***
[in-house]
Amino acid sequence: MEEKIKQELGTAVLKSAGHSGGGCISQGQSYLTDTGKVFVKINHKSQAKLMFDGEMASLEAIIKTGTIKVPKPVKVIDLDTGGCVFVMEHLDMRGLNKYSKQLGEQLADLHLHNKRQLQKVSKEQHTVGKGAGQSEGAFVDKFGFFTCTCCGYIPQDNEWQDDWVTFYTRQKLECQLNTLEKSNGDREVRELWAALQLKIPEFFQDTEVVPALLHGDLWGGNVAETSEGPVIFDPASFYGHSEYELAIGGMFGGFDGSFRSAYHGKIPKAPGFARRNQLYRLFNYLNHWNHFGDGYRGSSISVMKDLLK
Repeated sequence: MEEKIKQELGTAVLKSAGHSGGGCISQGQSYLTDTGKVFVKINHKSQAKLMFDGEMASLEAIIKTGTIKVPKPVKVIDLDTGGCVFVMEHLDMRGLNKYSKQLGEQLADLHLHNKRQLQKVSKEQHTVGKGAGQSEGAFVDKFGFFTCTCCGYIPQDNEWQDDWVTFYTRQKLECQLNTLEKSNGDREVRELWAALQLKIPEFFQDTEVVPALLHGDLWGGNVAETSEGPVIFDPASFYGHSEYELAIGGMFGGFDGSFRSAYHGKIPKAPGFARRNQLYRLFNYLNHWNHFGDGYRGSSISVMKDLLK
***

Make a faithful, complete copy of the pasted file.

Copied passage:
[in-house]
Amino acid sequence: MEEKIKQELGTAVLKSAGHSGGGCISQGQSYLTDTGKVFVKINHKSQAKLMFDGEMASLEAIIKTGTIKVPKPVKVIDLDTGGCVFVMEHLDMRGLNKYSKQLGEQLADLHLHNKRQLQKVSKEQHTVGKGAGQSEGAFVDKFGFFTCTCCGYIPQDNEWQDDWVTFYTRQKLECQLNTLEKSNGDREVRELWAALQLKIPEFFQDTEVVPALLHGDLWGGNVAETSEGPVIFDPASFYGHSEYELAIGGMFGGFDGSFRSAYHGKIPKAPGFARRNQLYRLFNYLNHWNHFGDGYRGSSISVMKDLLK
Repeated sequence: MEEKIKQELGTAVLKSAGHSGGGCISQGQSYLTDTGKVFVKINHKSQAKLMFDGEMASLEAIIKTGTIKVPKPVKVIDLDTGGCVFVMEHLDMRGLNKYSKQLGEQLADLHLHNKRQLQKVSKEQHTVGKGAGQSEGAFVDKFGFFTCTCCGYIPQDNEWQDDWVTFYTRQKLECQLNTLEKSNGDREVRELWAALQLKIPEFFQDTEVVPALLHGDLWGGNVAETSEGPVIFDPASFYGHSEYELAIGGMFGGFDGSFRSAYHGKIPKAPGFARRNQLYRLFNYLNHWNHFGDGYRGSSISVMKDLLK